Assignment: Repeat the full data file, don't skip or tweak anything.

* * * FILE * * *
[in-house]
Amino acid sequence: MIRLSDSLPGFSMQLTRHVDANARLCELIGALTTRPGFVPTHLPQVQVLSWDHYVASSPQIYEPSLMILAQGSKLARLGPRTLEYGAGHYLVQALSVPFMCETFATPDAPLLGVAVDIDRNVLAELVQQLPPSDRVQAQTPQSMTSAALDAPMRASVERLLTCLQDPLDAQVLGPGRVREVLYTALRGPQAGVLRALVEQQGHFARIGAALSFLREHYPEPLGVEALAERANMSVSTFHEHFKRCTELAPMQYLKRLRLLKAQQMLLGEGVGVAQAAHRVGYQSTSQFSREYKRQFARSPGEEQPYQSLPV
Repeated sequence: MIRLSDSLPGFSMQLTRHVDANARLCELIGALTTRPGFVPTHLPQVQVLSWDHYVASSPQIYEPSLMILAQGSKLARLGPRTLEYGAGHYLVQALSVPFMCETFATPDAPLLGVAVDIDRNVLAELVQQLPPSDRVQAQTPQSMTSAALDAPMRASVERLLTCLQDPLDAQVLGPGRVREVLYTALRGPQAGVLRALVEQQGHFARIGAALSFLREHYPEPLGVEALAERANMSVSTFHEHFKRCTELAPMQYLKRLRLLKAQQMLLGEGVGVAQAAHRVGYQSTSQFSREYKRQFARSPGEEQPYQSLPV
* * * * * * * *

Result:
[in-house]
Amino acid sequence: MIRLSDSLPGFSMQLTRHVDANARLCELIGALTTRPGFVPTHLPQVQVLSWDHYVASSPQIYEPSLMILAQGSKLARLGPRTLEYGAGHYLVQALSVPFMCETFATPDAPLLGVAVDIDRNVLAELVQQLPPSDRVQAQTPQSMTSAALDAPMRASVERLLTCLQDPLDAQVLGPGRVREVLYTALRGPQAGVLRALVEQQGHFARIGAALSFLREHYPEPLGVEALAERANMSVSTFHEHFKRCTELAPMQYLKRLRLLKAQQMLLGEGVGVAQAAHRVGYQSTSQFSREYKRQFARSPGEEQPYQSLPV
Repeated sequence: MIRLSDSLPGFSMQLTRHVDANARLCELIGALTTRPGFVPTHLPQVQVLSWDHYVASSPQIYEPSLMILAQGSKLARLGPRTLEYGAGHYLVQALSVPFMCETFATPDAPLLGVAVDIDRNVLAELVQQLPPSDRVQAQTPQSMTSAALDAPMRASVERLLTCLQDPLDAQVLGPGRVREVLYTALRGPQAGVLRALVEQQGHFARIGAALSFLREHYPEPLGVEALAERANMSVSTFHEHFKRCTELAPMQYLKRLRLLKAQQMLLGEGVGVAQAAHRVGYQSTSQFSREYKRQFARSPGEEQPYQSLPV